Corsair's range of peripherals just gets bigger and bigger, and it's now adding a new raft of updates to its Vengeance line of gaming goodies.
We're big fans of the Vengeance range, from its excellent headsets and mech-switch keyboards to its rock solid gaming mice, and now the boards and rodents are getting a five added to their names.
Starting with the Vengeance M65, you'd be forgiven for wondering what the fuss was about - Corsair has done nothing to change the design. It's shaped exactly like the original Vengeance M60, so it's built around a sturdy metal base, with adjustable weights and a simple, ergonomically designed moulded grip.
There is one headline change to the M65 though, and that's the fact it's using a brand new laser sensor in the base. Corsair is using the updated Avago LaserStream sensor - the ADNS-9800 - as opposed to the ADNS-9500 that was in the M60. That gives the M65 a top-end DPI setting of 8,200.
At the moment that's about as good as it gets for gaming sensors, and the Corsair software allows you to set the three DPI profile settings to any value between 50 and that top-end 8,200 mark.
Like the M60, you also have access to different polling rates, from 125Hz to 1,000Hz, in the simple desktop app.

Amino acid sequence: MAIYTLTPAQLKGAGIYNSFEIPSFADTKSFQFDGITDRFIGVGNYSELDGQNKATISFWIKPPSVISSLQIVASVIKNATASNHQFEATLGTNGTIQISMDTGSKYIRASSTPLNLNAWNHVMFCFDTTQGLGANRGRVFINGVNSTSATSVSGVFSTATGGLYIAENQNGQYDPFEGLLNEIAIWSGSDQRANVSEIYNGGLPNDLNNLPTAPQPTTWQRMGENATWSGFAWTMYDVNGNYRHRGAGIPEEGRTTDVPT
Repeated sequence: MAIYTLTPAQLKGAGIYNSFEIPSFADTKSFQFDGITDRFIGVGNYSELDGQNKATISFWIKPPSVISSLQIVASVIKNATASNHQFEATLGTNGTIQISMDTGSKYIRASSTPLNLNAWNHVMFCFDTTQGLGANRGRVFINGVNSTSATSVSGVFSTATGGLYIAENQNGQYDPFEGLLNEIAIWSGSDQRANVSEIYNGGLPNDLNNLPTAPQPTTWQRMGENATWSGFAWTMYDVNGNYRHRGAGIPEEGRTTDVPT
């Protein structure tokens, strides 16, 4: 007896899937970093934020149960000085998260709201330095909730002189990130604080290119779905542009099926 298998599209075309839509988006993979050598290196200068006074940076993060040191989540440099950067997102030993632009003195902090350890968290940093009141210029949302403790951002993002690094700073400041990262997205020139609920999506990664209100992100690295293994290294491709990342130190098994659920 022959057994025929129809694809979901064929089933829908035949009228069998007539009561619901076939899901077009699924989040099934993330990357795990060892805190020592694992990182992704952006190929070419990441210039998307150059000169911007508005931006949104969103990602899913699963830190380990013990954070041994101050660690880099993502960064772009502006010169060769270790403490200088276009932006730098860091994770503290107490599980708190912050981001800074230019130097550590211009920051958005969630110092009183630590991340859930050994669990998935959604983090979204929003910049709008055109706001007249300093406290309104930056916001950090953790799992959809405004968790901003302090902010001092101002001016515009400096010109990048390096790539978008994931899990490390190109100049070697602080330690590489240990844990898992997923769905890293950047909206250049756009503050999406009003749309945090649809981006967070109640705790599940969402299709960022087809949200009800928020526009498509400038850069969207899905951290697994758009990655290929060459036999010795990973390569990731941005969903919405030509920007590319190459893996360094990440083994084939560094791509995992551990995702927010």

We love high-sensitivity mice - as anyone who's tried to use our gaming PC will attest - but even we find 8,200 DPI a little too much for gaming. All it takes is a loud bang, our trigger hand twitches and we find ourselves facing in the opposite direction. Drop down to 6,000 DPI though, and we're happy.
With the M60 running up to 5,700 DPI with its older sensor then, why would you want to go for this upgraded version instead? Well, this upgrade is hitting the streets for the same price, so you might as well go with the mouse that offers the higher headline specs if you've got an 8K screen and want to get from the taskbar up to the Recycle Bin in less than an hour.
In reality though, testing the two mice side-by-side you can see what the upgraded sensor is actually getting you. The new laser module is noticeably smoother than the one in the M60, translating your movements smoothly from the desktop to whatever gaming world you're in. We don't know the exact sensor Shogun Bros uses in the excellent Ballista MK-1 we reviewed last month, but such is the quality of the M65 that we wouldn't be surprised if it's the same one.
For our money the Ballista has more to offer, but the Vengeance M65 is an great addition to the Vengeance series and the gaming market as a whole.